3

In Miyazaki's Ponyo on the Cliff by the Sea Sosuke calls both of his parents by their first names. It is clear they both are his born parents. This is uncommon even in western culture, but in Japanese tradition it feels especially weird. I feel like it should have some symbolic meaning to support the story.

Why does Sosuke call his parents by their first names?

2

As far as I can tell, Miyazaki has not commented on this, so all that's left is speculation, and people have been speculating since 2008 online on this subject. As you note, in Japan, addressing someone by their first name indicates great familiarity or contempt, and this is an unusual thing for a child to do with their parent.

  1. Contempt is a possibility. With his father often out on military ventures, and his mother leaving him alone to take care of the older people, one could imagine resentment manifesting in disrespectful address. That said, despite Miyazaki's occasionally strained relationship with his son, his films generally feature strong familial bonds, so I think this is unlikely.
  2. Familiarity is also quite possible. Sosuke and his mother evidently work closely together, and it may be that this very informal manner of address is an indication of their close and loving relationship.
  3. Respect is a third possibility. With Sosuke's father often out on maneuvers, he seems to often play the role of the "man of the house". Therefore, his mother allowing (or encouraging) the informal address is a matter of respecting a degree of equality.
  4. Modern/Western family patterns is a fourth possibility I've seen suggested, that Sosuke's parents are being influenced by Western culture, and adopting some of those practices by allowing this degree of informality, treating their son as a colleague and friend instead of a subordinate.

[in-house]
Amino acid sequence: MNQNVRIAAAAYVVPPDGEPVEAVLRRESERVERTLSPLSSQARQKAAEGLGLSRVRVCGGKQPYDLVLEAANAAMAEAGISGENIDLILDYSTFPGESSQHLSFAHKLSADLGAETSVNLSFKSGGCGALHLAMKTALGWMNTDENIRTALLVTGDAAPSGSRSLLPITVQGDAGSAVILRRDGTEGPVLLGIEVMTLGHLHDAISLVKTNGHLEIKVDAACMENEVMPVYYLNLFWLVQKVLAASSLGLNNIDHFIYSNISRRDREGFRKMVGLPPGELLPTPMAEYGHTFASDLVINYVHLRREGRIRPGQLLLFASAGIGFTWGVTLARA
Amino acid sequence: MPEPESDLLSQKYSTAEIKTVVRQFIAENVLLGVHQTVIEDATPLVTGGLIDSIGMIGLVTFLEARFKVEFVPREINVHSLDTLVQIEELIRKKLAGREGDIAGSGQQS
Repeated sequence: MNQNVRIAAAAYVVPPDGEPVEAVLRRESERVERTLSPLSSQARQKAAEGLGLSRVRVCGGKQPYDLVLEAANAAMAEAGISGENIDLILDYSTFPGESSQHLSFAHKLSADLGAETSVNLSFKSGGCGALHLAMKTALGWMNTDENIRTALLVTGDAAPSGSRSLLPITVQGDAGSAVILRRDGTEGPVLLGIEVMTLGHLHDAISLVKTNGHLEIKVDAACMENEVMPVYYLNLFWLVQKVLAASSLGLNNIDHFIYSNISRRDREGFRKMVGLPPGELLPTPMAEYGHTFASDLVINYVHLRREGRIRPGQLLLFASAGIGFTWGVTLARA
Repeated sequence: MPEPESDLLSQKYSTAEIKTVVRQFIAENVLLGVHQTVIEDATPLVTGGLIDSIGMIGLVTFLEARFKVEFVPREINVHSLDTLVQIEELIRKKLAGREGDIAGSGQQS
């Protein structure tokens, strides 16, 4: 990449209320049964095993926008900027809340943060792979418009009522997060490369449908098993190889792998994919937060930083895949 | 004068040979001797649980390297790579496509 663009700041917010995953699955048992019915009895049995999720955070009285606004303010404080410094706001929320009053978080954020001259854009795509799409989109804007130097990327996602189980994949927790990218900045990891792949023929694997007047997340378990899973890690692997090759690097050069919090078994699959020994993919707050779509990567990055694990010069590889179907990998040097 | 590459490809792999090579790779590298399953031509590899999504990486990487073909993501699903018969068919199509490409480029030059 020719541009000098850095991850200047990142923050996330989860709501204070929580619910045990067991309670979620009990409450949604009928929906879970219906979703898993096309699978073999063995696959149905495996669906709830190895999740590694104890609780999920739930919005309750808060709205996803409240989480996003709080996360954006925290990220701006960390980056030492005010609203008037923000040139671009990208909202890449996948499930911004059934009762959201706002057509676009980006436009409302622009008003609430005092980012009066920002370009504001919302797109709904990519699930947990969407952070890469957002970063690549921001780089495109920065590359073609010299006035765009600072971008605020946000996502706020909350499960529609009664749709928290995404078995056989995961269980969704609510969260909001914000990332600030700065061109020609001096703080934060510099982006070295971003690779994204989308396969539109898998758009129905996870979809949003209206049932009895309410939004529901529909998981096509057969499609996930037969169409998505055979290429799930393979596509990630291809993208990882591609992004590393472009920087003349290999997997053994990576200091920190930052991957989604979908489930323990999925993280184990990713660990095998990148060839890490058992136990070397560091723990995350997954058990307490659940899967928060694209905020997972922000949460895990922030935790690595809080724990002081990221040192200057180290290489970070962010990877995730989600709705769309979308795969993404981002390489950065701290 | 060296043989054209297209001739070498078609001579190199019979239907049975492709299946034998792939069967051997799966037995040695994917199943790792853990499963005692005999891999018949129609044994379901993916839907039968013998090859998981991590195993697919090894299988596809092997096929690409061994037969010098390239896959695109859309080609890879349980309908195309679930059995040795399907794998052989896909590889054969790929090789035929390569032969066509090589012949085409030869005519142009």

Ultimately, I think that the most likely answer is respect, and a recognition that they allow Sosuke to be independent to a degree not all children enjoy.

  • 1
    I kinda disagree with this answer. Calling your parents by their first name seems to me even more out there in Japanese culture. There's even rules to the language of how you address your parents directly - "okaasan" and "otousan" or maybe something like "mama" and "papa," versus how you talk about them to others - "haha" and "chichi," versus how you talk about other people's parents - always "okaasan" and "otousan." I've seen other people on the internet conjecture it's due to "modern parenting" that he calls his parents by their first names, and that seems to me the more likely explanation. – Kai Mar 22 '19 at 14:48
  • @Kal: Yeah, it would be nice to have a Word of God on this one. – FuzzyBoots Mar 22 '19 at 15:26
  • 1
    I don't think it is a 5-year old choice on how to call his parents. So it's more likely that Sosuke was taught to call them by names. It looks like some modern parenting style, but still is not clear why would Miyazaki include it in the story. Like in "To kill a Mockingbird" father thought children to call him by name. But there it's explained - he wanted to treat them as equals and teach to be independent. Same situation looks strange without an explanation in Ponyo. – Shana Tar Mar 23 '19 at 7:01

Your Answer

By clicking “Post Your Answer”, you agree to our terms of service, privacy policy and cookie policy

Not the answer you're looking for? Browse other questions tagged or ask your own question.